The PR Bucs Monday Mailbag is where PewterReport.com’s Mark Cook answers your questions from our Twitter account. You can submit your question each week via Twitter using the hashtag #PRMailbag.
Below are the questions we chose for this week’s edition of the PR Bucs Monday Mailbag.
Question: Does this team have an identity or are we just gonna continue to see greatness then crap every other week?
Answer: That is a great point and one that I have pondered a few times over Tampa Bay’s first five games. What is this team’s identity – particularly offensively? Are they a pound it on the ground, mauling team? A drop back and throw it all over the field team? Who are these guys? And the answer is still out there somewhere as the Bucs are still trying to figure it out themselves offensively.
I think last week’s win over the Rams in Los Angeles is who the Bucs want to be. It was a good balance of run and pass, with the running game setting some things up via play-action. But who an offense is will sometimes be dictated by what the defense does to stop it. The Saints had the perfect game plan – get pressure from their front four and cover extremely well, mixing in man and zone coverage and throwing some looks at Jameis Winston on third down that he wasn’t expecting. At the end of the day, it still comes down to blocking and protection, and the Bucs offensive line didn’t play nearly as well as it had the week before and the results were vastly different in Sunday’s 31-24 loss, in which Winston was sacked six times.
We all would like to see Tampa Bay succeed, but this isn’t a Super Bowl team talent-wise. There will be more games like this, and maybe even some more games like the win over the Rams. Growing pains will abound, and ups-and-downs are part of the process. The 4-1 Buffalo Bills are a perfect example of that. Or you can even look back to Tony Dungy’s first two seasons in Tampa Bay when he went 6-10 and then 10-6. It takes a while to establish an identity, and this team is still trying to figure out how the puzzle pieces all fit together on both offense and defense.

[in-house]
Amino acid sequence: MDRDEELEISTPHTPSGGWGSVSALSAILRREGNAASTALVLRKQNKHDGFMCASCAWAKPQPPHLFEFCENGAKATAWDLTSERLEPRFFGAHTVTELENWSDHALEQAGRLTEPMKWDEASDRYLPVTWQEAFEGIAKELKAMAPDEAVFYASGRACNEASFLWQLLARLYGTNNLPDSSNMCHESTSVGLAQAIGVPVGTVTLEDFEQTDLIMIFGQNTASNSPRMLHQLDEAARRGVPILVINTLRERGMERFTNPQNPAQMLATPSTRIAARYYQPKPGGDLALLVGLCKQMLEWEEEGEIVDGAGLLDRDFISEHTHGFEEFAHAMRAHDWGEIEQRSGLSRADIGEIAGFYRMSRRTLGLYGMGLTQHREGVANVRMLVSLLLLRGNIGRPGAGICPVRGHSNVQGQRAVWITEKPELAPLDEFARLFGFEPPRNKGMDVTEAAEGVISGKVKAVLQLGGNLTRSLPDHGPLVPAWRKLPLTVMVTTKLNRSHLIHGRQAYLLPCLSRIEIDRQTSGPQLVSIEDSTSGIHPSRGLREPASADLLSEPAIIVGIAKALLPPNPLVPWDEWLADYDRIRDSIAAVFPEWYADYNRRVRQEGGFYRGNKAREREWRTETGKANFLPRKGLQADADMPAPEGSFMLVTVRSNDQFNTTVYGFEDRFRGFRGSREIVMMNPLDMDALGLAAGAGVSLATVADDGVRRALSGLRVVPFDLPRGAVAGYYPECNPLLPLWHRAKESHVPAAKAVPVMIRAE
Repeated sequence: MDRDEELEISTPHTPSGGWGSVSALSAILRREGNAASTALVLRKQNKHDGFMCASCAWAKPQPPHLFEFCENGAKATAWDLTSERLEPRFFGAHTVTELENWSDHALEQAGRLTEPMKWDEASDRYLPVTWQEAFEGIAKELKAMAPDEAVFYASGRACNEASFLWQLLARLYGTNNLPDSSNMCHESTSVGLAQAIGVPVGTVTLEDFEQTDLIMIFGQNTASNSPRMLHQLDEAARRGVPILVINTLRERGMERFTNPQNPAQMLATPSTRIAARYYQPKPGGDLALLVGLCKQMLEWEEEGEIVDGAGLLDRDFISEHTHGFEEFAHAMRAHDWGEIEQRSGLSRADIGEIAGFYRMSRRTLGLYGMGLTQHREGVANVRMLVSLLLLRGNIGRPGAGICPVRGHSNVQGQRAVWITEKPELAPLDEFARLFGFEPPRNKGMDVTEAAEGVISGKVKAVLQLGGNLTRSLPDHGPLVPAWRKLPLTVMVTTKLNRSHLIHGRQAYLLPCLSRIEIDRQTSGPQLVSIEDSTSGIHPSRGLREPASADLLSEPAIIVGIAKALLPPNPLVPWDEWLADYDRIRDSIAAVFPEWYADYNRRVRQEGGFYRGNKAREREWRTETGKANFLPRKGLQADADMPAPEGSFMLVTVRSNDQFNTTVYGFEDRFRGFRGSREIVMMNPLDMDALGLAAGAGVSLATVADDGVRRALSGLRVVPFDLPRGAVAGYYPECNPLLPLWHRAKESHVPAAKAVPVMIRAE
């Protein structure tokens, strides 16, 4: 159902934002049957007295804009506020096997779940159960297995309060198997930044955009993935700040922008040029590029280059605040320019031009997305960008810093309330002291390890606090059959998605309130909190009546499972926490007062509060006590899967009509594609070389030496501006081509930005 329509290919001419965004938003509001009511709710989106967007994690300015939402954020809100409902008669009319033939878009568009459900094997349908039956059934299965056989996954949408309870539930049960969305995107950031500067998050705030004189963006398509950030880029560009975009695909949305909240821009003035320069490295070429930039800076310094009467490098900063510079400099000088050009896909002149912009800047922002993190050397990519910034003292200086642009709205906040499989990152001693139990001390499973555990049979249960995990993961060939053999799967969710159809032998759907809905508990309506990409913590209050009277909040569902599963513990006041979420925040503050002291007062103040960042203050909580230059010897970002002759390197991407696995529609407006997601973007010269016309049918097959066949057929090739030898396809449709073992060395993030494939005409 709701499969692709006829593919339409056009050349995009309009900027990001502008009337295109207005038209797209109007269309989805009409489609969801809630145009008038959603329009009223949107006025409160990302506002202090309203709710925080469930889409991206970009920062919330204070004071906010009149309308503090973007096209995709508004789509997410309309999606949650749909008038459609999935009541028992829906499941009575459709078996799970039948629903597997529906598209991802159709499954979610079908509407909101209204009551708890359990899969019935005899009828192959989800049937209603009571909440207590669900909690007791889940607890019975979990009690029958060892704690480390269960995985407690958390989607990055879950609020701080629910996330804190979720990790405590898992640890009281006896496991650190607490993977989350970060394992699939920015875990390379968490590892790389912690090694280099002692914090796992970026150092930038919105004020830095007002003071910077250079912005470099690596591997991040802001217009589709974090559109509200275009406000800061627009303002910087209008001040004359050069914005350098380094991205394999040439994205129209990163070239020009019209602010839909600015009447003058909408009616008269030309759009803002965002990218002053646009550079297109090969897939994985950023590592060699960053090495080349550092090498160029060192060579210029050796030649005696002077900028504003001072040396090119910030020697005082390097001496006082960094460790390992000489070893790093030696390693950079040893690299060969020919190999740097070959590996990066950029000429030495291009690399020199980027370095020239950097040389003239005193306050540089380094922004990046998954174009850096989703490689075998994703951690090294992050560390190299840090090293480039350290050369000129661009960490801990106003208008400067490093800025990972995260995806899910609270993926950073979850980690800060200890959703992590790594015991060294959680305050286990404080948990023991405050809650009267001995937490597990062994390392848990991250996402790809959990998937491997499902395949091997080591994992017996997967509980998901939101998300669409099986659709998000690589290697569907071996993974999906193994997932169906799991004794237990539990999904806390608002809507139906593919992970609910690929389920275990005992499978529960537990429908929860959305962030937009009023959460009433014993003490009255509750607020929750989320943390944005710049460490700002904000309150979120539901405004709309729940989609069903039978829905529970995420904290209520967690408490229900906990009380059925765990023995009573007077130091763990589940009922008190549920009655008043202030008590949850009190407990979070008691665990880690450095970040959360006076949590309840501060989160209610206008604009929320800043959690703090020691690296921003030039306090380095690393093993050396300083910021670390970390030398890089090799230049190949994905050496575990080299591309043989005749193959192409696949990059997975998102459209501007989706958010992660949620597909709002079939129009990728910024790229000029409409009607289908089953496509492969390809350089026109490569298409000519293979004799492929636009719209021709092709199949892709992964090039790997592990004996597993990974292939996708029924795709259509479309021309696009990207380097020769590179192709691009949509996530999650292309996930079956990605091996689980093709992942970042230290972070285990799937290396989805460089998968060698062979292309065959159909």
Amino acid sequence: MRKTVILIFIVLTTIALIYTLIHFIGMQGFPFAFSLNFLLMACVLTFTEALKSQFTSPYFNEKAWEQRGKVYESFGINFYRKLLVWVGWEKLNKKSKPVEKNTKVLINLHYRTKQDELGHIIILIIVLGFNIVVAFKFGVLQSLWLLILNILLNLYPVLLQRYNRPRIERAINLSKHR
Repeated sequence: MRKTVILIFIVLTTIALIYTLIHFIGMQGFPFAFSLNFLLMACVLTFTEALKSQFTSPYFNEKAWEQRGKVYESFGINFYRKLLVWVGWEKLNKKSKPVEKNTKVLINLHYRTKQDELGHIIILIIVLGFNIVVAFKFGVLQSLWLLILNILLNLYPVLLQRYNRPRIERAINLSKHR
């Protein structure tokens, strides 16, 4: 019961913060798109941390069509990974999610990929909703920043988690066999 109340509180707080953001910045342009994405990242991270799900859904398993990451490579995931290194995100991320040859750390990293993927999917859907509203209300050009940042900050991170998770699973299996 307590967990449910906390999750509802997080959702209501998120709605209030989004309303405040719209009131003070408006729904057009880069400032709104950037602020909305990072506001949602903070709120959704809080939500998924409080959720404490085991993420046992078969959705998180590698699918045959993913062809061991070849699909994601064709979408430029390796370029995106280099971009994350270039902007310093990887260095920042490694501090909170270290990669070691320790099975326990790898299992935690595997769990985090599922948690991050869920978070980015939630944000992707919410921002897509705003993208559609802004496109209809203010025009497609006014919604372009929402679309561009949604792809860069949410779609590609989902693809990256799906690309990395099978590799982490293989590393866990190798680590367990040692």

Question: Was Dirk Koetter and staff on to something with moving Vernon Hargreaves III inside to nickel? Think he may be better suited for the smaller wide receivers, and start Jamel Dean outside at cornerback?
Answer: After watching Sunday’s loss to the Saints, and even the previous couple of games, it wouldn’t surprise me to see Vernon Hargreaves III moving back inside. He has struggled in man overage, especially against taller more physical receivers. Of course he is just one of a number of secondary players who have disappointed, and the defensive issues can’t be just pinned on the former Gator.
Coverage goes hand-in-hand with pressure on the quarterback and there was little of that against Teddy Bridgewater. The Bucs could have two Pro Bowl cornerbacks on the field, but if they fail to generate any pressure, eventually someone will get open.
Once Jamel Dean is healthy – and he is getting close as he practiced last week but was inactive on Sunday – I think we will see the former Auburn Tiger get some looks opposite of Carton Davis. And if Dean proves capable then Hargreaves could shift back inside to take over for M.J. Stewart as the team’s nickel cornerback.
Question: Is it time to go after Jalen Ramsey or Patrick Peterson? This Bucs secondary is bad.
Answer: I don’t think there is any doubt that either of those two would make this team better. Tampa Bay has no one on the roster in the secondary that is even close to the ability of Pro Bowlers Jalen Ramsey or Patrick Peterson. But I don’t believe this is a Super Bowl team this year, and probably not even a playoff team as the Bucs are now 2-3. So giving up premium draft picks to add a few more wins that might get the team from 6-10 to 9-7 isn’t something the Buccaneers are itching to do. They do believe the secondary will get better with the players they have, as obviously they are extremely inexperienced.
Is there a future shutdown cornerback currently on this roster? I personally don’t see it, but it’s difficult to judge with such a small sample size of work. This team will have a much better idea of what they have after 16 games and then I think you will see them look to make moves in the offseason to upgrade the deficiencies on the roster.
There are a lot of talented cornerbacks slated to be free agents in 2020, and of course their current teams will look to re-sign them, but Miami’s Xavien Howard and Los Angeles’ Marcus Peters are just a couple players the Bucs could target next March.
Question: Did Kevin Minter take Devin White’s starting job?
Answer: The short answer is no. Devin White’s MCL injury has normally a 3-5 week recovery timetable, and had Sunday been a playoff game, then he mostly likely would have started against the Saints. But as Bruce Arians said following the game, it was too risky to run him out there and risk further injury with 11 games to go, plus Kevin Minter has been doing a good job filling in. This isn’t like when the Bucs were rolling out Dane Fletcher at middle linebacker in 2014 or Riley Bullough last season.
Minter is a veteran with experience in the Todd Bowles system and hasn’t been a liability by any means this year.
Arians spoke about White not playing following the game on Sunday.
“He just wasn’t ready and he’s too great of a young player to put out there if he’s not ready,” Arians said. “He’s got too good of a future.”